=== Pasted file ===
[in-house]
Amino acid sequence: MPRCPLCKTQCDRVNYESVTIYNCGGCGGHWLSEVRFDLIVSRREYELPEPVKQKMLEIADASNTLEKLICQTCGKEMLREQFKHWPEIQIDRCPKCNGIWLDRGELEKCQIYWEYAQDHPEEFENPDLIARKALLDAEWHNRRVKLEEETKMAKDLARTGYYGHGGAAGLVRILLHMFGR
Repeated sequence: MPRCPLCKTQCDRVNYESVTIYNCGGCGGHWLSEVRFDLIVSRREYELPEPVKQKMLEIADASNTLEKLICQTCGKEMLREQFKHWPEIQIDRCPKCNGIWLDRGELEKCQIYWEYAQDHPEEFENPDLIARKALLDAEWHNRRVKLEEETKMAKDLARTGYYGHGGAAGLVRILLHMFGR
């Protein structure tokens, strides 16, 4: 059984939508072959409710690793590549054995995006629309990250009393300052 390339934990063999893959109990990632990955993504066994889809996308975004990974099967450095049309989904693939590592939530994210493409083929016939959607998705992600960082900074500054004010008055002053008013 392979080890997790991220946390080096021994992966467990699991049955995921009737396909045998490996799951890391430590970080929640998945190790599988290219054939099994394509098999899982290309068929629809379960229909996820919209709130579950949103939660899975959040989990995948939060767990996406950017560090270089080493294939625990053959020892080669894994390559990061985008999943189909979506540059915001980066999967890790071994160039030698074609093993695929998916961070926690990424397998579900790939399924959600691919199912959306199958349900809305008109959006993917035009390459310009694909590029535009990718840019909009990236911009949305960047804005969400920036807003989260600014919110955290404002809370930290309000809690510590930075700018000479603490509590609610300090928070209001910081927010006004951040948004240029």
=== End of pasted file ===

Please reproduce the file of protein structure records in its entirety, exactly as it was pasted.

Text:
[in-house]
Amino acid sequence: MPRCPLCKTQCDRVNYESVTIYNCGGCGGHWLSEVRFDLIVSRREYELPEPVKQKMLEIADASNTLEKLICQTCGKEMLREQFKHWPEIQIDRCPKCNGIWLDRGELEKCQIYWEYAQDHPEEFENPDLIARKALLDAEWHNRRVKLEEETKMAKDLARTGYYGHGGAAGLVRILLHMFGR
Repeated sequence: MPRCPLCKTQCDRVNYESVTIYNCGGCGGHWLSEVRFDLIVSRREYELPEPVKQKMLEIADASNTLEKLICQTCGKEMLREQFKHWPEIQIDRCPKCNGIWLDRGELEKCQIYWEYAQDHPEEFENPDLIARKALLDAEWHNRRVKLEEETKMAKDLARTGYYGHGGAAGLVRILLHMFGR
């Protein structure tokens, strides 16, 4: 059984939508072959409710690793590549054995995006629309990250009393300052 390339934990063999893959109990990632990955993504066994889809996308975004990974099967450095049309989904693939590592939530994210493409083929016939959607998705992600960082900074500054004010008055002053008013 392979080890997790991220946390080096021994992966467990699991049955995921009737396909045998490996799951890391430590970080929640998945190790599988290219054939099994394509098999899982290309068929629809379960229909996820919209709130579950949103939660899975959040989990995948939060767990996406950017560090270089080493294939625990053959020892080669894994390559990061985008999943189909979506540059915001980066999967890790071994160039030698074609093993695929998916961070926690990424397998579900790939399924959600691919199912959306199958349900809305008109959006993917035009390459310009694909590029535009990718840019909009990236911009949305960047804005969400920036807003989260600014919110955290404002809370930290309000809690510590930075700018000479603490509590609610300090928070209001910081927010006004951040948004240029």